Despite Australia’s history as an exemplary migrant nation, there are gaps in the literature and a lack of explicit conceptualisation of either “migrants” or “migration” in the Australian historiography of schooling. The purpose of this paper is to seek out traces of migration history that nevertheless exist in the historiography, despite the apparent silences.
Two foundational yet semi-forgotten twentieth-century historical monographs are re-interpreted to support a rethinking of the relationship between migration and settler colonialism in the history and historiography of Australian schooling.
These texts, from their different school system (state/Catholic) orientations, are, it is argued, replete with accounts of migration despite their apparent gaps, if read closely. Within them, nineteenth-century British migrants are represented as essentially entitled constituents of the protonation. This is a very different framing from twentieth century histories of migrants as minority or “other”.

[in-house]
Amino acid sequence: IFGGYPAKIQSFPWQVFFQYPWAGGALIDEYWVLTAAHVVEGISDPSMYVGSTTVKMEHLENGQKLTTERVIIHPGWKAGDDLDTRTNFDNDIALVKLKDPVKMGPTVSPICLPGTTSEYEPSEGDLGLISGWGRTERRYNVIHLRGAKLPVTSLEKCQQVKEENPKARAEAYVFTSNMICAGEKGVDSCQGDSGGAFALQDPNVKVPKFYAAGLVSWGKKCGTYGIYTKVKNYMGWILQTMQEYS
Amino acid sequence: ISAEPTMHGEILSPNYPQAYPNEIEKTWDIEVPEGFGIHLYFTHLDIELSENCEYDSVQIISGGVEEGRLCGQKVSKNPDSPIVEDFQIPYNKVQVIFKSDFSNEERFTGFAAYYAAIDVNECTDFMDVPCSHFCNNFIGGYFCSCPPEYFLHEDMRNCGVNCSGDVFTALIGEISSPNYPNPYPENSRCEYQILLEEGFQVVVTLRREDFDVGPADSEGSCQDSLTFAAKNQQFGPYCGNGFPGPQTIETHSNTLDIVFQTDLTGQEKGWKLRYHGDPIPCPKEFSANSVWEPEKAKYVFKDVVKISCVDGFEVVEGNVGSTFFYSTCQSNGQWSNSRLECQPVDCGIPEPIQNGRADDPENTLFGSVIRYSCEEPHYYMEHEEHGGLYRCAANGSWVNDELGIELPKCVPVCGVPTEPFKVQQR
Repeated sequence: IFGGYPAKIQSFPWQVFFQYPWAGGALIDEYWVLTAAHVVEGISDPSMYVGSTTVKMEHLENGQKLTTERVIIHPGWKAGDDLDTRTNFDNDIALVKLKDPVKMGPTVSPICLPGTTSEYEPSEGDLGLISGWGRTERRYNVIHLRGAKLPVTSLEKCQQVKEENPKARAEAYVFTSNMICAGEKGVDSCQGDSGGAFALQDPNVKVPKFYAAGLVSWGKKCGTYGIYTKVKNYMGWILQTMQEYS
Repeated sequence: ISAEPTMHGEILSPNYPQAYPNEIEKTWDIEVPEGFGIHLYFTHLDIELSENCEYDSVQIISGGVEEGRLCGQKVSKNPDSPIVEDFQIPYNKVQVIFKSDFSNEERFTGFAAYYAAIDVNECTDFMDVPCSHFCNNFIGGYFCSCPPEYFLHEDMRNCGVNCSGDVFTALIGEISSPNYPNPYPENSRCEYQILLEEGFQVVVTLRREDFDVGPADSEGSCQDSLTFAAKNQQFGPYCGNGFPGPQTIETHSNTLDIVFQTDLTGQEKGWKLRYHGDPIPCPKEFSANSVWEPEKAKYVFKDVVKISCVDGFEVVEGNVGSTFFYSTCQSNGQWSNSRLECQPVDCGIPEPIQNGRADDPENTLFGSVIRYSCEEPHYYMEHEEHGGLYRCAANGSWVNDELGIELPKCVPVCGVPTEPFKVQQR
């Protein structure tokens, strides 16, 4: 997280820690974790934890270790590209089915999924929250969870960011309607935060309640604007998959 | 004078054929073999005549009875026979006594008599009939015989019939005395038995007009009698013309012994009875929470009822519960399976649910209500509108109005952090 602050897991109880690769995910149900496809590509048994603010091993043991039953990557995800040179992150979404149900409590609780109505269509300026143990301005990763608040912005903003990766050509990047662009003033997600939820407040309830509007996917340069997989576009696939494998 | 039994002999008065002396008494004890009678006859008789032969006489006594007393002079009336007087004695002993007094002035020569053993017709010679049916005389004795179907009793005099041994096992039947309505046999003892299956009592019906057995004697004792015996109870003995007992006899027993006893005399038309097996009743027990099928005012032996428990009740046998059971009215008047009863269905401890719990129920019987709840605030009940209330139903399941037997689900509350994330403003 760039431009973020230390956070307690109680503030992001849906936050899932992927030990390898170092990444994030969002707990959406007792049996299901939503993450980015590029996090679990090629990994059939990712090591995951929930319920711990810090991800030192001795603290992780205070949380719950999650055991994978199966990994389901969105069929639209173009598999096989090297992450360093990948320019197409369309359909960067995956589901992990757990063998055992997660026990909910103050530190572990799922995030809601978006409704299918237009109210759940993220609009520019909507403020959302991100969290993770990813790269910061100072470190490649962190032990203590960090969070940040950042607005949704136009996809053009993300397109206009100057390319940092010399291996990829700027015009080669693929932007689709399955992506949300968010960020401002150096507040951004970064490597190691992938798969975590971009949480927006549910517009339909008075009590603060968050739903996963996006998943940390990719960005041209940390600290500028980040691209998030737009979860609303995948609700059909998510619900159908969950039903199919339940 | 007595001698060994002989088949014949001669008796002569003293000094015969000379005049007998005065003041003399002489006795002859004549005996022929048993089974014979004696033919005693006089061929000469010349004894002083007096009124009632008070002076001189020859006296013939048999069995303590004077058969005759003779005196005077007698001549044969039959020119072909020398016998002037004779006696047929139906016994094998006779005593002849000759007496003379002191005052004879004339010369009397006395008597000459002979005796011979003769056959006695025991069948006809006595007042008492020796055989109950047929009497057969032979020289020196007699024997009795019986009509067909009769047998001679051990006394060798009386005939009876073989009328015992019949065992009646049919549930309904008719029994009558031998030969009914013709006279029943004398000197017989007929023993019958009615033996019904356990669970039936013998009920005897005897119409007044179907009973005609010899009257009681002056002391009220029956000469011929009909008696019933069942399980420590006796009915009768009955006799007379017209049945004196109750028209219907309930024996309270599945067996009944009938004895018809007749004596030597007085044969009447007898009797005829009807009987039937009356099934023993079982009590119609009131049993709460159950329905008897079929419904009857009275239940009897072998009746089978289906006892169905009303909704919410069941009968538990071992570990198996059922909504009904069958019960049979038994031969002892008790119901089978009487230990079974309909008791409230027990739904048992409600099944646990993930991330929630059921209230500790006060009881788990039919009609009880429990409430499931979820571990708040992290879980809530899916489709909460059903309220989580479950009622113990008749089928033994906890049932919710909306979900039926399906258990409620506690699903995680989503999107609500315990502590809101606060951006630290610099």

Instead of an academic reading practice that dismisses and simply supersedes old work, this paper proposes that fresh engagements with texts from the past can yield new insights into the connections between migration, schooling and colonialism. It argues that the historiography of Australian schooling should not simply be expanded to include or encompass the stories of “migrants” within a “minority studies” framework, although there is plenty of useful work yet to be accomplished in that area, but should be re-examined as having been about migration all along.
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